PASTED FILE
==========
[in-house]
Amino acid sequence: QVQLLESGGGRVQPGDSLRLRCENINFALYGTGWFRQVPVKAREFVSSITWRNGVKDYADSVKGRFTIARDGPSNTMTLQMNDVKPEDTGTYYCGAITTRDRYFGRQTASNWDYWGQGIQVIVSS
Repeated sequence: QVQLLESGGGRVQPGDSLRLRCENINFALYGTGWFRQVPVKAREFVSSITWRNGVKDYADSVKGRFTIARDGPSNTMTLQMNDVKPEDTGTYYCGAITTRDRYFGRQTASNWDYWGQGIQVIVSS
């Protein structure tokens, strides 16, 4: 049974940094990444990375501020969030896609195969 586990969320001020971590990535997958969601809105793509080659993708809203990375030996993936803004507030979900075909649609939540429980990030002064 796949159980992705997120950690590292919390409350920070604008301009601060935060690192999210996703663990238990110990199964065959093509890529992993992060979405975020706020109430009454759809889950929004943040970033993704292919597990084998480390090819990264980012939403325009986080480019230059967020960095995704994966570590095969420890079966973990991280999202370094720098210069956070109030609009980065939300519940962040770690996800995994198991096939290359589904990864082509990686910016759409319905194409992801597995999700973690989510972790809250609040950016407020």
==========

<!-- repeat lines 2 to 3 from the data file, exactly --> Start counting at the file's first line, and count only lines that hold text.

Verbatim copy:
Amino acid sequence: QVQLLESGGGRVQPGDSLRLRCENINFALYGTGWFRQVPVKAREFVSSITWRNGVKDYADSVKGRFTIARDGPSNTMTLQMNDVKPEDTGTYYCGAITTRDRYFGRQTASNWDYWGQGIQVIVSS
Repeated sequence: QVQLLESGGGRVQPGDSLRLRCENINFALYGTGWFRQVPVKAREFVSSITWRNGVKDYADSVKGRFTIARDGPSNTMTLQMNDVKPEDTGTYYCGAITTRDRYFGRQTASNWDYWGQGIQVIVSS